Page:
IEA’s Birol warns of tighter energy supply next winter

European governments made many correct decisions over the last year to ensure energy supply, such as building more LNG terminals to replace pipeline deliveries of Russian gas

By Reuters

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Steam billows out of the cooling towers at a coal-fired power station in Nanjing in east China's Jiangsu province. The International Energy Agency predicts Asia will consume half of the world's electricity by 2025. A new report by the Paris-based body forecasts that China alone will see its share of global electricity consumption grow from a quarter in 2015 to a third by the middle of this decade. — AP
Steam billows out of the cooling towers at a coal-fired power station in Nanjing in east China's Jiangsu province. The International Energy Agency predicts Asia will consume half of the world's electricity by 2025. A new report by the Paris-based body forecasts that China alone will see its share of global electricity consumption grow from a quarter in 2015 to a third by the middle of this decade. — AP

Published: Sun 19 Feb 2023, 6:46 PM

Last updated: Sun 19 Feb 2023, 6:49 PM

International Energy Agency (IEA) head Fatih Birol has warned of possible energy shortages next winter as relatively little new liquefied natural gas (LNG) is coming to the market while China’s consumption is set to rise this year.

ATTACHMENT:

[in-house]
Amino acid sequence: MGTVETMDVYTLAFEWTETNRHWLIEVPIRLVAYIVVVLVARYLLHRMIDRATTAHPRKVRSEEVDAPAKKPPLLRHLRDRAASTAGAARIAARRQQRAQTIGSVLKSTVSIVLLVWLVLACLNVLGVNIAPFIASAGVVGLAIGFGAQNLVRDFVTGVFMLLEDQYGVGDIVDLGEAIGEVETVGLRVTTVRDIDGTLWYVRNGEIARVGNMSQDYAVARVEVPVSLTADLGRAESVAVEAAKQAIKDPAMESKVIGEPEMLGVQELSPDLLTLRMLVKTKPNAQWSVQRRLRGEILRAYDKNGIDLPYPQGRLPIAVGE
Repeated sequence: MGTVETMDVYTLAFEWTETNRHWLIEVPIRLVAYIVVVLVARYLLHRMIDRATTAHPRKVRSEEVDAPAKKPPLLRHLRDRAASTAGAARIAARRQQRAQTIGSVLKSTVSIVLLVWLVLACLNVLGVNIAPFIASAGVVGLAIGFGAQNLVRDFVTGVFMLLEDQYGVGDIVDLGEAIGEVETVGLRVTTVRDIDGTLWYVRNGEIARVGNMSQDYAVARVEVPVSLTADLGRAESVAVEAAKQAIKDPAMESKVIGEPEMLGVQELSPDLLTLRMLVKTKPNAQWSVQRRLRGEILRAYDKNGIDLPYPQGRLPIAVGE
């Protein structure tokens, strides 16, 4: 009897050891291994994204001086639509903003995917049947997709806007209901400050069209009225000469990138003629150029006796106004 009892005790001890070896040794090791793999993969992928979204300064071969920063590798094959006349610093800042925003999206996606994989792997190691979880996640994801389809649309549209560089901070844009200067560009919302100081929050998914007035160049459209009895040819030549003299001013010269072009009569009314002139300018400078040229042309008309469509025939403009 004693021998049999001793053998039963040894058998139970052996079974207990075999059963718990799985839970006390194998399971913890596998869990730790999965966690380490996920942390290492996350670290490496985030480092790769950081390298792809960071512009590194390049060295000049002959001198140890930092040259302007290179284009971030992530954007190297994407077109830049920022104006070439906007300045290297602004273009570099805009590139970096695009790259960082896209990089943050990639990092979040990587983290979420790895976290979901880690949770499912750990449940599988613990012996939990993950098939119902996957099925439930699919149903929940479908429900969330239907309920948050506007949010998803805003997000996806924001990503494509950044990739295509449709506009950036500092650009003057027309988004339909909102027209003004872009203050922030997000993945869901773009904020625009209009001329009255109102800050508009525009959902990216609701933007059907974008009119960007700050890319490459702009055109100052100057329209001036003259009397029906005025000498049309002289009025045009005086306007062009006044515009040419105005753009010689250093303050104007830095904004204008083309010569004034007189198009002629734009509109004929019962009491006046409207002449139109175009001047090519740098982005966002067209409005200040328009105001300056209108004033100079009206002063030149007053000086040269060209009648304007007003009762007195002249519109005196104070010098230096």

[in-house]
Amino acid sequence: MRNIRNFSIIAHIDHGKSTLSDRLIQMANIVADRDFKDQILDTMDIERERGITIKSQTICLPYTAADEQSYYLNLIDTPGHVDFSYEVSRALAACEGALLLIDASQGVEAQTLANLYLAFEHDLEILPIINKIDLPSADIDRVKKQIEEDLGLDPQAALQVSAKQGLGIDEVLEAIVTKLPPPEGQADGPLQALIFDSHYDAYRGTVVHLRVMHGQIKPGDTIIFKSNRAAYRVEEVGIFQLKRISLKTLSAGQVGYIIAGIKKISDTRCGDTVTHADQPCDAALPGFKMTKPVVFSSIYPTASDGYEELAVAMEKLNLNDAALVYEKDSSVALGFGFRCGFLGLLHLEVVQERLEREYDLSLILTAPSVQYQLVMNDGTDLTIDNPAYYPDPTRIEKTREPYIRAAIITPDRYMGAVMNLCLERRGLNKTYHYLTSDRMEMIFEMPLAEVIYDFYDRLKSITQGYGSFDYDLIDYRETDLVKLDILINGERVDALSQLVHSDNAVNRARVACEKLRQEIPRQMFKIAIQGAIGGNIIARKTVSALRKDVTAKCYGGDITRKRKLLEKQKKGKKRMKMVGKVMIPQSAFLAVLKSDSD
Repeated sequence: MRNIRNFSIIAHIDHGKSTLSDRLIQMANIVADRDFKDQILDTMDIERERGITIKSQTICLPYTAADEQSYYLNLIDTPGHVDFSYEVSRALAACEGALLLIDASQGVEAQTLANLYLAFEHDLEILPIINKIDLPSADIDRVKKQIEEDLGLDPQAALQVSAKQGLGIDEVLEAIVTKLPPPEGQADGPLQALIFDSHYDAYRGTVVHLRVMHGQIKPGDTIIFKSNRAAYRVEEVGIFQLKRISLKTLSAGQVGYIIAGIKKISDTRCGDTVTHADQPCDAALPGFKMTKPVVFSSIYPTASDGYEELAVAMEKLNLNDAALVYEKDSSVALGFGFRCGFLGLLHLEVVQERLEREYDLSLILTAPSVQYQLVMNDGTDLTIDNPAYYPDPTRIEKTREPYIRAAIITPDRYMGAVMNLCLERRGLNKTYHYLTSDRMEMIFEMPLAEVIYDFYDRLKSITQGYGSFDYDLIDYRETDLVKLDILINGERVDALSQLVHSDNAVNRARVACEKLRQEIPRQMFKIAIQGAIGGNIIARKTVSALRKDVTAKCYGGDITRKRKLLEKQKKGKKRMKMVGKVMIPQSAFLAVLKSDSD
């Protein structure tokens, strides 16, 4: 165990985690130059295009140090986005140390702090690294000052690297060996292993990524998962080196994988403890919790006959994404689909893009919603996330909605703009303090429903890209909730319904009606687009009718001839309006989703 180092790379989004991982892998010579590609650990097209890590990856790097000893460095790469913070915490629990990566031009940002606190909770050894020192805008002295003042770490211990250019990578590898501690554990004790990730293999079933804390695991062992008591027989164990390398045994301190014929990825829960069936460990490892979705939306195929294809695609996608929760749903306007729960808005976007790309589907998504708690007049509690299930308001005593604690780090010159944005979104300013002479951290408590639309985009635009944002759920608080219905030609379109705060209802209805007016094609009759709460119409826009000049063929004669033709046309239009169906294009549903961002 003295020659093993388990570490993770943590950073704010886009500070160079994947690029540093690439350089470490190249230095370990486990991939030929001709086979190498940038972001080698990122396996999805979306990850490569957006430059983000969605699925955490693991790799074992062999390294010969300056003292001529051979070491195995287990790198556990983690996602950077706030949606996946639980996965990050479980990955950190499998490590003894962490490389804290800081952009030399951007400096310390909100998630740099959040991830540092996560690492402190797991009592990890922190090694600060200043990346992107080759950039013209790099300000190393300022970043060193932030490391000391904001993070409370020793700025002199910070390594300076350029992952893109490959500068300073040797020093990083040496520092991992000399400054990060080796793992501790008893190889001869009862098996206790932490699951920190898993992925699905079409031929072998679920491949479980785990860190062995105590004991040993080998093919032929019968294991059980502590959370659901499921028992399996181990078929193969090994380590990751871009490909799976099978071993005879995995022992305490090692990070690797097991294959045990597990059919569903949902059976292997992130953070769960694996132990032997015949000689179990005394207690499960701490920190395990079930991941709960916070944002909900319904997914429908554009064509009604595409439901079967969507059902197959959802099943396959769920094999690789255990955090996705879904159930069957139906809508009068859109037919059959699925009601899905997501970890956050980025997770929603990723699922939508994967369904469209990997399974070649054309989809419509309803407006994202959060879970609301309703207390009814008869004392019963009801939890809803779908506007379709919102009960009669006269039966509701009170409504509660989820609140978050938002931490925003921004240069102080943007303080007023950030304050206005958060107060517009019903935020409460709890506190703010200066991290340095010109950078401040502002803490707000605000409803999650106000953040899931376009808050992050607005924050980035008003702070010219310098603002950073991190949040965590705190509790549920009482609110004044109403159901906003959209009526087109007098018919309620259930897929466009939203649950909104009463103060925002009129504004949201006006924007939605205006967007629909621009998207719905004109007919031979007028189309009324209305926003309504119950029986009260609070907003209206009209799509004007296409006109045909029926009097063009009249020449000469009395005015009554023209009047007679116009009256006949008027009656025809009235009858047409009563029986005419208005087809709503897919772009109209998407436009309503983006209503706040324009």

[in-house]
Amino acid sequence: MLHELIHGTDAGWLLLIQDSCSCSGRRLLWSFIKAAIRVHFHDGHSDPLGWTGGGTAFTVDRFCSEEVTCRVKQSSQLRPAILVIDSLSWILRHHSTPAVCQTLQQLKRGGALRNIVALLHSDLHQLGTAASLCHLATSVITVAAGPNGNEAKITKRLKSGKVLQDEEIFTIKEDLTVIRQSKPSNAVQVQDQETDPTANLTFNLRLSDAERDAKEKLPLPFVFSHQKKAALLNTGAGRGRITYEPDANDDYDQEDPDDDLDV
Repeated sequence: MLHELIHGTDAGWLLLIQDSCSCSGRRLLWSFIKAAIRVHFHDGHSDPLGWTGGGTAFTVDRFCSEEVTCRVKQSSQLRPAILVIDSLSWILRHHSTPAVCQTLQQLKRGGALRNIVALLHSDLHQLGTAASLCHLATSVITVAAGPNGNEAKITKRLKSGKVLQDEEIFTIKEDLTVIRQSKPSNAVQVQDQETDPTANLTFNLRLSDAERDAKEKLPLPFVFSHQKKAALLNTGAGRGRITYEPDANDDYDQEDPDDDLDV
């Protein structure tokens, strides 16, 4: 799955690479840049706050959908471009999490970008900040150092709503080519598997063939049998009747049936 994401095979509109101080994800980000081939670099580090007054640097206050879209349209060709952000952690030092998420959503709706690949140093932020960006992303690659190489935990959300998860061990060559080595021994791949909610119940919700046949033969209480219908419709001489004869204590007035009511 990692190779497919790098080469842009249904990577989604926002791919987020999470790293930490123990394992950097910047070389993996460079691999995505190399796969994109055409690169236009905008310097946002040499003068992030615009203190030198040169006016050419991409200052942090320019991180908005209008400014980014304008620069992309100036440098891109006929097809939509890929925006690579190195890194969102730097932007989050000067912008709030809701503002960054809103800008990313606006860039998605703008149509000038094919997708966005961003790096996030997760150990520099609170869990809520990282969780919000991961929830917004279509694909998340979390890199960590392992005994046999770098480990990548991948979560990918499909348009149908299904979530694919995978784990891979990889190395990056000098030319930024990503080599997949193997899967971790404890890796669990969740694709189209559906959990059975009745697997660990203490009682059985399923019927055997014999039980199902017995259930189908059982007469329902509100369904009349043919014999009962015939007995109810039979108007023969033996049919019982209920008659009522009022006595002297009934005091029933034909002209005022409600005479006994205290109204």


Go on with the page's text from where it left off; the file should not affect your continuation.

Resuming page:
European governments made many correct decisions over the last year to ensure energy supply, such as building more LNG terminals to replace pipeline deliveries of Russian gas, Birol told Reuters on the sidelines of the annual Munich Security Conference on Saturday.


But they also got lucky, he said, with a mild winter dampening demand while economic weakness in China led to the first drop in consumption there for 40 years.

“For this winter it is right to say that we are off the hook. If there are no last minute surprises, we should get through...maybe with some bruises here and there,” said Birol. “But the question is...what happens next winter?”


An additional 23 billion cubic metres (bcm) of LNG is expected this year, Birol said, adding that even with only a small increase in economic output as pandemic restrictions ease, China would likely swallow 80 per cent of the extra gas.

“Even though we have enough LNG import terminals, there may not be enough gas to import and therefore it will not be easy this coming winter for Europe,” he said, noting this would likely push prices up again.

“It is not right to be relaxed, it is not right now to celebrate”.

Even with a renewed push to develop new gas fields, it would be years before they came online, he said.

Households and firms therefore need to continue efforts to reduce gas usage while renewable energy output needs to expand faster, he said.

Klaus Mueller, head of the German network agency which regulates gas and electricity markets, in an interview with Deutschlandfunk on Sunday also said he could not exclude possible gas shortages next winter, especially as Germany would now have to fill storage facilities without Russian pipeline gas.

“We can manage it but will have to really make a big effort,” he said, adding that it would be good not to let storage levels drop too far below the current 71.52 per cent.

In the interview, Birol also warned countries that had decided to phase out nuclear energy to reconsider if this was the best time to do so, saying the temporary extension of Germany’s last nuclear plants until April for example was a step in the right direction.

“We need all energy sources to help us for the next winter,” he said. — Reuters


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